Salt-inducible kinase 2 couples ovarian cancer cell metabolism with survival at the adipocyte-rich metastatic niche

Research output: Contribution to journalArticle

Authors

  • Fabrizio Miranda
  • David Mannion
  • Shujuan Liu
  • Yiyan Zheng
  • Lingegowda S Mangala
  • Clara Redondo
  • Sandra Herrero-Gonzalez
  • Ruoyan Xu
  • Charlotte Taylor
  • Donatien Fotso Chedom
  • Mohammad Karaminejadranjbar
  • Ashwag Albukhari
  • Dahai Jiang
  • Sunila Pradeep
  • Cristian Rodriguez-Aguayo
  • Gabriel Lopez-Berestein
  • Eidarus Salah
  • Kamal R Abdul Azeez
  • Jonathan M Elkins
  • Leticia Campo
  • Kevin A Myers
  • Daniel Klotz
  • Serena Bivona
  • Sunanda Dhar
  • Robert C Bast
  • Hideyuki Saya
  • Hwan Geun Choi
  • Nathanael S Gray
  • Roman Fischer
  • Benedikt M Kessler
  • Anil K Sood
  • Takeshi Motohara
  • Stefan Knapp
  • Ahmed Ashour Ahmed

Colleges, School and Institutes

External organisations

  • Ovarian Cancer Cell Laboratory, Weatherall Institute of Molecular Medicine, University of Oxford, Headington, Oxford OX3 9DS, UK; Nuffield Department of Obstetrics and Gynaecology, University of Oxford, Women's Centre, John Radcliffe Hospital, Oxford OX3 9DU, UK.
  • Gynecologic Oncology, The University of Texas MD Anderson Cancer Center, 1515 Holcombe Boulevard, Houston, TX 77030, USA; Center for RNAi and Non-Coding RNA, The University of Texas MD Anderson Cancer Center, 1515 Holcombe Boulevard, Houston, TX 77030, USA.
  • Ovarian Cancer Cell Laboratory, Weatherall Institute of Molecular Medicine, University of Oxford, Headington, Oxford OX3 9DS, UK; Nuffield Department of Obstetrics and Gynaecology, University of Oxford, Women's Centre, John Radcliffe Hospital, Oxford OX3 9DU, UK; Structural Genomics Consortium, Nuffield Department of Medicine, University of Oxford, Old Road Campus Research Building, Oxford OX3 7DQ, UK.
  • Ovarian Cancer Cell Laboratory, Weatherall Institute of Molecular Medicine, University of Oxford, Headington, Oxford OX3 9DS, UK; Nuffield Department of Obstetrics and Gynaecology, University of Oxford, Women's Centre, John Radcliffe Hospital, Oxford OX3 9DU, UK; Biochemistry Department, Faculty of Science, King Abdulaziz University, Jeddah 21551, Saudi Arabia.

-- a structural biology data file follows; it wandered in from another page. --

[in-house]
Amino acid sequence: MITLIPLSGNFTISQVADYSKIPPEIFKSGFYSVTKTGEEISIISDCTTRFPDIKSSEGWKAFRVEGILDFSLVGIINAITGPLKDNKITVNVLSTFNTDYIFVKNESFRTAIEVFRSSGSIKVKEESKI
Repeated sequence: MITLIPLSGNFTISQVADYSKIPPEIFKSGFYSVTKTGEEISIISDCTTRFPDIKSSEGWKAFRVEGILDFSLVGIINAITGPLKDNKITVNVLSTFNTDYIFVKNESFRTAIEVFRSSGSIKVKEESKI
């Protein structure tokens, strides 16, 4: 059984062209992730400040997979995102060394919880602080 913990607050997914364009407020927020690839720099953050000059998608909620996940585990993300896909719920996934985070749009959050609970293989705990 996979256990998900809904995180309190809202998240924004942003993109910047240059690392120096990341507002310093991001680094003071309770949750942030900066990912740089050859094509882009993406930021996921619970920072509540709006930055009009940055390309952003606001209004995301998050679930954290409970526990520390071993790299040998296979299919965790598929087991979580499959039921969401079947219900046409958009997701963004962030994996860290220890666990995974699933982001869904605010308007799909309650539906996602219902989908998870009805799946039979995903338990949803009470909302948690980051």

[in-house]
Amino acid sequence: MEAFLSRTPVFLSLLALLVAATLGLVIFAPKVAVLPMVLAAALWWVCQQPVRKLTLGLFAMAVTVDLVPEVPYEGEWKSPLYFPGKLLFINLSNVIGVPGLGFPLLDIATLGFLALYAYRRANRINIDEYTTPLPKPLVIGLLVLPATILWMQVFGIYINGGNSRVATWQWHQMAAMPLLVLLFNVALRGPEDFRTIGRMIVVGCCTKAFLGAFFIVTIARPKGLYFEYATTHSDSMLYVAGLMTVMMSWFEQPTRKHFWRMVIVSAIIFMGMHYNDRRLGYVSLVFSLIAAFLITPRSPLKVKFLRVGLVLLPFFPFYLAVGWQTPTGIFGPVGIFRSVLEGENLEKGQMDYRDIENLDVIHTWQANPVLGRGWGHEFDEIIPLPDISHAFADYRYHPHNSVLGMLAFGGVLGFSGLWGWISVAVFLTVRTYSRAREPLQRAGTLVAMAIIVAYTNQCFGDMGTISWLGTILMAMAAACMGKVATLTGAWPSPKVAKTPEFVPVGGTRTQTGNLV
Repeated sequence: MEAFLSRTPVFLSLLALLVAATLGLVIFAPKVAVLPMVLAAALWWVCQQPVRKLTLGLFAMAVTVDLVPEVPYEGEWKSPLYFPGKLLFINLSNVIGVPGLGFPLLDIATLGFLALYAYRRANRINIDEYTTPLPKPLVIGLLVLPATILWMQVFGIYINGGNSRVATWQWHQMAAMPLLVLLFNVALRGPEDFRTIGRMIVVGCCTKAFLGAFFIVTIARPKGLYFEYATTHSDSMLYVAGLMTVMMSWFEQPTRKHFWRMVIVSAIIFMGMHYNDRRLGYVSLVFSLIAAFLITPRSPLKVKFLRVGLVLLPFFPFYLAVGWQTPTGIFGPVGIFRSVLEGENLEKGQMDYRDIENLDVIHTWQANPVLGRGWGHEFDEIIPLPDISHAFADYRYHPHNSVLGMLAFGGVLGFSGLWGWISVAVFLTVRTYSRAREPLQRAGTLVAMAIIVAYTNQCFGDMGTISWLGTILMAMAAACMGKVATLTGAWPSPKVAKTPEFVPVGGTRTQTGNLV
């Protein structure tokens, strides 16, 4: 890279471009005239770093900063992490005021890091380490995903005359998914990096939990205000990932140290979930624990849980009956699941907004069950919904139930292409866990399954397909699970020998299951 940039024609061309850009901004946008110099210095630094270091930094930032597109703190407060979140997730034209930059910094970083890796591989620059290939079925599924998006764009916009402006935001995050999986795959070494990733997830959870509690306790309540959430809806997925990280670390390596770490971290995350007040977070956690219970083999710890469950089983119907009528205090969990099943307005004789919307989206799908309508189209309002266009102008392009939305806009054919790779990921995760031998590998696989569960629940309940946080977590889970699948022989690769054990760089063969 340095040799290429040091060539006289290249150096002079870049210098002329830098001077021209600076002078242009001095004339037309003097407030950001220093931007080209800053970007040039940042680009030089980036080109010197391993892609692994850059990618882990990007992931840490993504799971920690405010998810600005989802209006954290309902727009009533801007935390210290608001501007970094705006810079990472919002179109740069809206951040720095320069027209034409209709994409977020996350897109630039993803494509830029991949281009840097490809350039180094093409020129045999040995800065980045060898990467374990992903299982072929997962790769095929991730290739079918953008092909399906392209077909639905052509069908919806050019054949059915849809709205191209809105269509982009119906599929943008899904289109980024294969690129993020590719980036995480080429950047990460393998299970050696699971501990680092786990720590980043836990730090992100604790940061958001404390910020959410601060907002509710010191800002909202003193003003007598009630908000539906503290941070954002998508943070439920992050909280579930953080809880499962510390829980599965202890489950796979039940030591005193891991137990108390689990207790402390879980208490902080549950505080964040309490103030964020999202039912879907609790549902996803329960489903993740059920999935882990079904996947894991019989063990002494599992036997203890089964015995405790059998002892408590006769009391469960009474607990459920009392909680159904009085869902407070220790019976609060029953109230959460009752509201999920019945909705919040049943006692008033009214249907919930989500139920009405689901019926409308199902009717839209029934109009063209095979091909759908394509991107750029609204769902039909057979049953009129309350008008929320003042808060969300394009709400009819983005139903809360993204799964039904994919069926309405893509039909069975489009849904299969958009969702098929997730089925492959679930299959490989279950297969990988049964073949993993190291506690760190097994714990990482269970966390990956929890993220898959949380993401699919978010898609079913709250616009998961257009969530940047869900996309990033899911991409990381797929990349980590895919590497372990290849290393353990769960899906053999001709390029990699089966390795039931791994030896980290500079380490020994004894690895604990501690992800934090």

• Gynecologic Oncology, The University of Texas MD Anderson Cancer Center, 1515 Holcombe Boulevard, Houston, TX 77030, USA.
  • Center for RNAi and Non-Coding RNA, The University of Texas MD Anderson Cancer Center, 1515 Holcombe Boulevard, Houston, TX 77030, USA; Department of Experimental Therapeutics, University of Texas M.D. Anderson Cancer Center, Houston, TX 77030, USA.
  • Structural Genomics Consortium, Nuffield Department of Medicine, University of Oxford, Old Road Campus Research Building, Oxford OX3 7DQ, UK.
  • Department of Oncology, Old Road Campus Research Building, University of Oxford, Roosevelt Drive, Oxford, OX3 7DQ, UK.
  • Department of Histopathology, Oxford University Hospitals, Oxford OX3 9DU, UK.
  • Department of Experimental Therapeutics, University of Texas M.D. Anderson Cancer Center, Houston, TX 77030, USA.
  • Division of Gene Regulation, Institute for Advanced Medical Research, School of Medicine, Keio University, Tokyo 160-8582, Japan.
  • Department of Biological Chemistry and Molecular Pharmacology, Harvard Medical School, Boston, MA 02115, USA; Department of Cancer Biology, Dana Farber Cancer Institute, Boston, MA 02215, USA.
  • Nuffield Department of Medicine, Target Discovery Institute, University of Oxford, Oxford OX3 7FZ, UK.
  • Department of Obstetrics and Gynecology, Faculty of Life Sciences, Kumamoto University, Kumamoto 860-8556, Japan.
  • Structural Genomics Consortium, Nuffield Department of Medicine, University of Oxford, Old Road Campus Research Building, Oxford OX3 7DQ, UK; Nuffield Department of Medicine, Target Discovery Institute, University of Oxford, Oxford OX3 7FZ, UK; Goethe-University Frankfurt, Institute for Pharmaceutical Chemistry and Buchmann Institute for Life Sciences, Riedberg Campus, 60438 Frankfurt am Main, Germany.
  • Ovarian Cancer Cell Laboratory, Weatherall Institute of Molecular Medicine, University of Oxford, Headington, Oxford OX3 9DS, UK; Nuffield Department of Obstetrics and Gynaecology, University of Oxford, Women's Centre, John Radcliffe Hospital, Oxford OX3 9DU, UK. Electronic address: ahmed.ahmed@obs-gyn.ox.ac.uk.

Abstract

The adipocyte-rich microenvironment forms a niche for ovarian cancer metastasis, but the mechanisms driving this process are incompletely understood. Here we show that salt-inducible kinase 2 (SIK2) is overexpressed in adipocyte-rich metastatic deposits compared with ovarian primary lesions. Overexpression of SIK2 in ovarian cancer cells promotes abdominal metastasis while SIK2 depletion prevents metastasis in vivo. Importantly, adipocytes induce calcium-dependent activation and autophosphorylation of SIK2. Activated SIK2 plays a dual role in augmenting AMPK-induced phosphorylation of acetyl-CoA carboxylase and in activating the PI3K/AKT pathway through p85α-S154 phosphorylation. These findings identify SIK2 at the apex of the adipocyte-induced signaling cascades in cancer cells and make a compelling case for targeting SIK2 for therapy in ovarian cancer.

Details

Original languageEnglish
Pages (from-to)273-289
Number of pages17
JournalCancer Cell
Volume30
Issue number2
Early online date28 Jul 2016
Publication statusPublished - 8 Aug 2016

Keywords

  • AMP-Activated Protein Kinases/metabolism, Acetyl-CoA Carboxylase/metabolism, Adipocytes/enzymology, Animals, Female, Heterografts, Humans, Mice, Mice, Inbred C57BL, Mice, Nude, Neoplasm Metastasis, Oncogene Protein v-akt/metabolism, Ovarian Neoplasms/enzymology, Phosphatidylinositol 3-Kinases/metabolism, Protein-Serine-Threonine Kinases/metabolism, Signal Transduction